This blog represents most of the newspaper columns (appearing in various Colorado Community Newspapers and Yourhub.com) written by me, James LaRue, during the time in which I was the director of the Douglas County Libraries in Douglas County, Colorado. (Some columns are missing, due to my own filing errors.) This blog covers the time period from April 11, 1990 to January 12, 2012.

Unless I say so, the views expressed here are mine and mine alone. They may be quoted elsewhere, so long as you give attribution. The dates are (at least according my records) the dates of publication in one of the above print newspapers.

The blog archive (web view) is in chronological order. The display of entries, below, seems to be in reverse order, new to old.

All of the mistakes are of course my own responsibility.

Wednesday, April 26, 2000

April 26, 2000 - Dennis and Telecirc

The library has a new employee. His name is Dennis. We paid about $30,000 for him, which isn't cheap. But we only have to pay him the first year. After that, he works for free.

And work he does. Dennis is on the phone for the library from 9 in the morning to 8 at night, Monday through Fridays. On Saturdays and Sundays, he works from 9 to 6.

One of our patrons, viewing his Caller ID, called the library and demanded to know just who this Dennis is, and why he kept calling our patron's wife.

Well, Dennis is nobody to worry about. He's no body at all. He's actually part of a software package that happens to be connected to a computer server and a couple of phone lines.

Dennis' job is to free up the $90,000 a year we were spending in a combination of staff time and postage just to let people know that the items they'd placed on hold had come in.

Dennis not only handles all that, he also calls people to let them know all kinds of other things. For instance, he tells them the first time one of their items is overdue (if he can't reach someone, THEN we mail the notice).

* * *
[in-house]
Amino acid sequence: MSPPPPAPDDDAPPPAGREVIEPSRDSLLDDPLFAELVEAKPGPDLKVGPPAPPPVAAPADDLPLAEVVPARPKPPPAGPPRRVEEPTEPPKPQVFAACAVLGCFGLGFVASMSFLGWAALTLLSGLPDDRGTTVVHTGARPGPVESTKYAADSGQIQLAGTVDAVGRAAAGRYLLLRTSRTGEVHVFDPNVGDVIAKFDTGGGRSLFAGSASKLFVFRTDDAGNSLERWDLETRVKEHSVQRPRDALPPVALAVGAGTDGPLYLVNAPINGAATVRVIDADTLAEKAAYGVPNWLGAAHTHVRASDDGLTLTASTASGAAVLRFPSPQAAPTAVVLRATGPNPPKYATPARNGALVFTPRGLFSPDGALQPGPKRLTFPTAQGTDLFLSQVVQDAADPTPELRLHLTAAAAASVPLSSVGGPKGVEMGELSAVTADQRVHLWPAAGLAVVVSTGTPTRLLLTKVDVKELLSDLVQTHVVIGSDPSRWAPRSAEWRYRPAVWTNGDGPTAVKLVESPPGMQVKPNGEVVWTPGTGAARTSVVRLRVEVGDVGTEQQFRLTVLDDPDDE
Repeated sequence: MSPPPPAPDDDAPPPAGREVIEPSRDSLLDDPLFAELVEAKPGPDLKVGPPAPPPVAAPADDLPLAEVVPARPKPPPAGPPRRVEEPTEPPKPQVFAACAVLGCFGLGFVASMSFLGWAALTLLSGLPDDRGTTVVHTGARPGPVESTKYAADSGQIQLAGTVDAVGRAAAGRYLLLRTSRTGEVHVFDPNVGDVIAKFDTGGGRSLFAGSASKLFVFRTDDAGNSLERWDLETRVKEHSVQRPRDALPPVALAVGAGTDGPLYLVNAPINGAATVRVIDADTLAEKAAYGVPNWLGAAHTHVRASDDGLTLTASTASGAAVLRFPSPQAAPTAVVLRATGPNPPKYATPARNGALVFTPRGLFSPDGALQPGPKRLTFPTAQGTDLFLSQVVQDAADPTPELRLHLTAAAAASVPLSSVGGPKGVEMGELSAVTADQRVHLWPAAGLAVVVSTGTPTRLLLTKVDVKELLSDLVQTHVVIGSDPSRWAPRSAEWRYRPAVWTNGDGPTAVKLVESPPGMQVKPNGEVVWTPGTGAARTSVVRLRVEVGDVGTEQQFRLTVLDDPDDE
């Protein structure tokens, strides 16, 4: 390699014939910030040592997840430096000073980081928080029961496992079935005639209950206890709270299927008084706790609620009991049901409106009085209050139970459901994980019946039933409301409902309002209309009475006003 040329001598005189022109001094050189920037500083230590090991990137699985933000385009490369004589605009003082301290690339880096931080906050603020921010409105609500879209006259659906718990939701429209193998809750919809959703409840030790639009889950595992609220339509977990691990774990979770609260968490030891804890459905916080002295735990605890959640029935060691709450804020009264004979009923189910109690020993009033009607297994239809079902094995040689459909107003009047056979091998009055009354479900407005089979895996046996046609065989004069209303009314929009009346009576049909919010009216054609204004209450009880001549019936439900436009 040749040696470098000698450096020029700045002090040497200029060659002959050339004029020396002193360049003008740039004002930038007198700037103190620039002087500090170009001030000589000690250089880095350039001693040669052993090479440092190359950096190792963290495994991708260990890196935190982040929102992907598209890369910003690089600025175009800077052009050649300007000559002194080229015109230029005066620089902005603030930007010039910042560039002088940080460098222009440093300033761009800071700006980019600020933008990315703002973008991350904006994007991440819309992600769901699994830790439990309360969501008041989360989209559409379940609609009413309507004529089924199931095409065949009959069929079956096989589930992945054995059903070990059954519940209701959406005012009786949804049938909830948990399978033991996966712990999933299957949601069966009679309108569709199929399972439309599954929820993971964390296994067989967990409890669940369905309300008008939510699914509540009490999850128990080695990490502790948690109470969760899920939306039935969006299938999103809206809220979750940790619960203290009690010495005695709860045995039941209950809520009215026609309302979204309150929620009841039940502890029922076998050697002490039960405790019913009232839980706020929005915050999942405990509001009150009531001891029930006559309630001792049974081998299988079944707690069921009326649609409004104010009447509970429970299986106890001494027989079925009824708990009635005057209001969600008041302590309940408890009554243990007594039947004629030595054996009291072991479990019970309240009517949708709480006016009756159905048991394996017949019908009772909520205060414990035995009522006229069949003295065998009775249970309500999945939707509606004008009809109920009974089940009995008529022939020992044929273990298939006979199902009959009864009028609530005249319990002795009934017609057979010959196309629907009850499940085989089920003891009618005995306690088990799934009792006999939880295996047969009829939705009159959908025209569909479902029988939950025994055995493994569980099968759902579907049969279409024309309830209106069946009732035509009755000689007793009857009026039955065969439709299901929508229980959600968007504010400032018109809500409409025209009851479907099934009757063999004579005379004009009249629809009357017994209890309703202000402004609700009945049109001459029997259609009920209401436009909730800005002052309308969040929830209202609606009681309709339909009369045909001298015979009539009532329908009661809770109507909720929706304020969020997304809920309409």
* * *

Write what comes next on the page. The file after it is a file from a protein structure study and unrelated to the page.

The good news is, Dennis has freed up a lot of staff time to do more useful things -- such as actually helping people find items at the library. So I forgive him his occasionally very mechanical speech. Speech technology is getting better all the time, but Dennis still mangles names and words from book titles sometimes. In about a year, he's supposed to get a little better. I guess he's taking the electronic equivalent of speech lessons.

Dennis is part of a program called Telecirc. And there's more to it than phone calls from a virtual nobody. If you call 303-663-4683 -- and that's 24 hours a day, seven days a week -- you can do all kinds of things. They are (and they're listed in just this order):

1. You can renew your items (unless somebody else is waiting for them).
2. You can get a list of everything you currently have checked out.
3. You can list or cancel any holds you might have placed. 4. You can find out how much you currently owe the library for fines.
5. You can find out what overdue items you might have checked out.
6. Finally, if you don't like the way Dennis says your name on the phone, you can record your name in your own voice. Or you could replace your name with a name you prefer. How about, "Hiya Handsome?"

I should point out that not just anybody can do this. When you call Telecirc, you have to have your patron barcode number, and know your phone number. So have those items handy yourself.

Incidentally, we have noticed that a few people -- those with such services as "no solicitation" blocking -- sometimes confuse poor Dennis. If you're getting incomplete messages from him, call Telecirc to see what Dennis might have been trying to tell you. Then consider adding the library's phone number to your "accepted call" list.

After all, just because he's virtual doesn't mean he doesn't want to talk to you. He LIVES for conversation.

It's all he has.

P.S. I apologize for the short notice, but our renovation of the Philip S. Miller Library is about to commence. In a tight labor market, you have to act when everybody and everything shows up, and we have been blessed with an immediate opportunity to schedule the work. For the next several weeks, we'll be recarpeting, expanding our Local History area, and adding a new children's story room. At this point, we think we've figured out a way to keep the library open. Come to our meeting room for a sort of mini-library. You'll be able to pick up your holds, return books, and ask us to fetch new ones for you. I understand that there will even be cookies. Again, my apologies for the inconvenience, but we do think you'll like the results.

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